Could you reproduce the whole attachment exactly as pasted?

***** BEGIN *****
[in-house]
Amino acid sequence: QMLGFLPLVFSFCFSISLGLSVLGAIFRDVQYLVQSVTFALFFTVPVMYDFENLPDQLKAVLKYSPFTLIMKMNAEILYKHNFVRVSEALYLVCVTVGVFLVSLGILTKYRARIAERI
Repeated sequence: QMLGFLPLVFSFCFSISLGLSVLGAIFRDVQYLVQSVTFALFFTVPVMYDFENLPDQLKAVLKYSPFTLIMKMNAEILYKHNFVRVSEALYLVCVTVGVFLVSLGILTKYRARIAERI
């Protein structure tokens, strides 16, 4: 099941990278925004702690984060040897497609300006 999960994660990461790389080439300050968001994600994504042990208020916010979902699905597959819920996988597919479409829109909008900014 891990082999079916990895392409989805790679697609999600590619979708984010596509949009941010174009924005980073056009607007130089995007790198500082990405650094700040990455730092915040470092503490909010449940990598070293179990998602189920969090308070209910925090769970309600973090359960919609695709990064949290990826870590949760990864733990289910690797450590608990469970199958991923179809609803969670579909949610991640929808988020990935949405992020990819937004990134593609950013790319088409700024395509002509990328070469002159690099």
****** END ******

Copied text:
[in-house]
Amino acid sequence: QMLGFLPLVFSFCFSISLGLSVLGAIFRDVQYLVQSVTFALFFTVPVMYDFENLPDQLKAVLKYSPFTLIMKMNAEILYKHNFVRVSEALYLVCVTVGVFLVSLGILTKYRARIAERI
Repeated sequence: QMLGFLPLVFSFCFSISLGLSVLGAIFRDVQYLVQSVTFALFFTVPVMYDFENLPDQLKAVLKYSPFTLIMKMNAEILYKHNFVRVSEALYLVCVTVGVFLVSLGILTKYRARIAERI
């Protein structure tokens, strides 16, 4: 099941990278925004702690984060040897497609300006 999960994660990461790389080439300050968001994600994504042990208020916010979902699905597959819920996988597919479409829109909008900014 891990082999079916990895392409989805790679697609999600590619979708984010596509949009941010174009924005980073056009607007130089995007790198500082990405650094700040990455730092915040470092503490909010449940990598070293179990998602189920969090308070209910925090769970309600973090359960919609695709990064949290990826870590949760990864733990289910690797450590608990469970199958991923179809609803969670579909949610991640929808988020990935949405992020990819937004990134593609950013790319088409700024395509002509990328070469002159690099």